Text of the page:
Frostweed (Verbesina virginica) is a perennial wildflower that grows to a height of 4 – 6 feet.
It is in the Asteraceae, or aster, family.
In the northern part of its range …
“When winter weather brings ice, the stems exude water that freezes into fascinating shapes, hence its common name frostweed.” 
Frostweed occurs naturally in inland hammocks, coastal hammocks, stream banks, riparian areas, thickets, and disturbed sites.
In the home landscape it grows in filtered sunlight with dry to occasionally moist soils. It tends to reach for the sun and will fall over if not staked. Using tomato cages can be an effective solution to individual stakes. It can be planted in beds with shorter plants underneath and around it.
The leaves are alternate, and stalked with the leaf base growing on the stem. They range in shape from ovate to lanceolate with the smaller, upper leaves, having simple leaf margins and the larger, lower leaves, being lobed. The surfaces usually have stiff, gray, hairs making them rough to the touch.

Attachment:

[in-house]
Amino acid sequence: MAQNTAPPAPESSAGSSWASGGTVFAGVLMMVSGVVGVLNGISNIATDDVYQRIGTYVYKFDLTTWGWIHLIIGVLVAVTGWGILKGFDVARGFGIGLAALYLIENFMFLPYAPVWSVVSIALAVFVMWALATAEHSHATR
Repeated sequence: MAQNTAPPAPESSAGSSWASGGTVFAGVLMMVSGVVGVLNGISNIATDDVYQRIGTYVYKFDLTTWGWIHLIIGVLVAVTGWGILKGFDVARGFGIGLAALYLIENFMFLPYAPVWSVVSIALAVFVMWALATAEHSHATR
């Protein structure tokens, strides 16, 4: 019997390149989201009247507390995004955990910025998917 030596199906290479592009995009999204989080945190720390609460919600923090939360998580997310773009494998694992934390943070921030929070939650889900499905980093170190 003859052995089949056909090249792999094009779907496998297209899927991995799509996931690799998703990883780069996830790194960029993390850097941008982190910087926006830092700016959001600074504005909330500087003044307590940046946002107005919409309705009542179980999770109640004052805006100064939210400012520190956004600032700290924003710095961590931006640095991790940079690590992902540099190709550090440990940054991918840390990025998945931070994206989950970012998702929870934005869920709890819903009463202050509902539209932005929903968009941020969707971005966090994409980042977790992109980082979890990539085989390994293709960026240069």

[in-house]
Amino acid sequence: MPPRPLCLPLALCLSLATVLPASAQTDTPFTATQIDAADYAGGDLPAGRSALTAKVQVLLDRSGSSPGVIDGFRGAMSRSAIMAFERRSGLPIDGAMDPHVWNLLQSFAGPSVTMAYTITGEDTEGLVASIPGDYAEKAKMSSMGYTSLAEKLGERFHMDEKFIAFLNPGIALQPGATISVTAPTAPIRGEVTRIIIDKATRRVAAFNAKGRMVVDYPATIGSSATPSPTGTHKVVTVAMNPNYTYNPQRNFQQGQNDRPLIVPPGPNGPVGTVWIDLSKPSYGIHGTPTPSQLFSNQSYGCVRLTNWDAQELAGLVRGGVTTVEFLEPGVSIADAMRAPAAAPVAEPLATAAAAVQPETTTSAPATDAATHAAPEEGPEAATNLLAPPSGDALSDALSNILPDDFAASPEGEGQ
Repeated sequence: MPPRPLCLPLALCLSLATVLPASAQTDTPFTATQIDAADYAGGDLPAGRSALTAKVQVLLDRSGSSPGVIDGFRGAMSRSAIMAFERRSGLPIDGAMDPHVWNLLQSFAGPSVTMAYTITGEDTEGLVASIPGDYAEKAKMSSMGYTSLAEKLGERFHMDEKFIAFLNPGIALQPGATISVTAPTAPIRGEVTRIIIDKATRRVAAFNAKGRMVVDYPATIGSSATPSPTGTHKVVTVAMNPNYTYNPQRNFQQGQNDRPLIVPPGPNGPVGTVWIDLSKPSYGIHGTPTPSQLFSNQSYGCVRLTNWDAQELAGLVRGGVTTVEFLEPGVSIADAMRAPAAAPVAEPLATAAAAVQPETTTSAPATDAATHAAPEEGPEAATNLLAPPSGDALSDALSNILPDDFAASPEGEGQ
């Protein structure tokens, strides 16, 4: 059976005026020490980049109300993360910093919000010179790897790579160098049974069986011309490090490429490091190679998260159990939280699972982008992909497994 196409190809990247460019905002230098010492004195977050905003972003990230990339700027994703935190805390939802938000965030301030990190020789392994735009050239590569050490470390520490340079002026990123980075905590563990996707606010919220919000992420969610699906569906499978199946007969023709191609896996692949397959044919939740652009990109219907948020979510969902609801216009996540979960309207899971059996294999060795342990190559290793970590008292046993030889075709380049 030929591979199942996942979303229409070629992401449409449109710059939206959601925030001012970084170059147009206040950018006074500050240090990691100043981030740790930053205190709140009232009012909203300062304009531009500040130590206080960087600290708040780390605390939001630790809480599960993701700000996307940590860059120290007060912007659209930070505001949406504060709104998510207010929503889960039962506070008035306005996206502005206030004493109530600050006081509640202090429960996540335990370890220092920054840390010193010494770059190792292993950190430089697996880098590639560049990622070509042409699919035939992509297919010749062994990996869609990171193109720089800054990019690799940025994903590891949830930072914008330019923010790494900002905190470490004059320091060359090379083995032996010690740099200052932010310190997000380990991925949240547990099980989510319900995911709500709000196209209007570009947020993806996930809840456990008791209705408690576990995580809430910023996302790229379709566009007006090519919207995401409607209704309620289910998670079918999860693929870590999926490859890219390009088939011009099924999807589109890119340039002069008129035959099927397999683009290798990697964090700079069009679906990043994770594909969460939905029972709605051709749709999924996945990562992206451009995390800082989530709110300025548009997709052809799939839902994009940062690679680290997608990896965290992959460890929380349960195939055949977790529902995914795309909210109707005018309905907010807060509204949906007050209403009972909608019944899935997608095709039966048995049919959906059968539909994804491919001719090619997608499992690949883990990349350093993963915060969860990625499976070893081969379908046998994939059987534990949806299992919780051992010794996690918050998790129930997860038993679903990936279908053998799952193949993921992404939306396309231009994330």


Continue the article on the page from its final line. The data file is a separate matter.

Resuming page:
The white flowers appear in mounded clusters or corymbs. Frostweed generally blooms in the summer and fall, but early plants may start blooming in late spring. The flowering season can be extended by several weeks if the spent blooms are removed, or deadheaded.
Many pollinators visit frostweed because of its convenient, and large, corymb shaped, platform of blooms. Since the bloom structure provides a sound landing area larger butterflies find it easy to nectar on without a lot of fluttering and wasted energy.
Pollinators such as bumblebees, honey bees, wasps, flies, mosquitoes, butterflies, and beetles, visit frostweed flowers for the nectar.
Propagation is achieved by the germination of seeds and dividing the roots.
Frostweed is native to the following states: AL, AR, DC, FL, GA, IA, IL, IN, KS, KY, LA, MD, MO, MS, NC, OH, OK, PA, SC, TN, TX, VA, and WV.
It grows in zones 6a to 10a.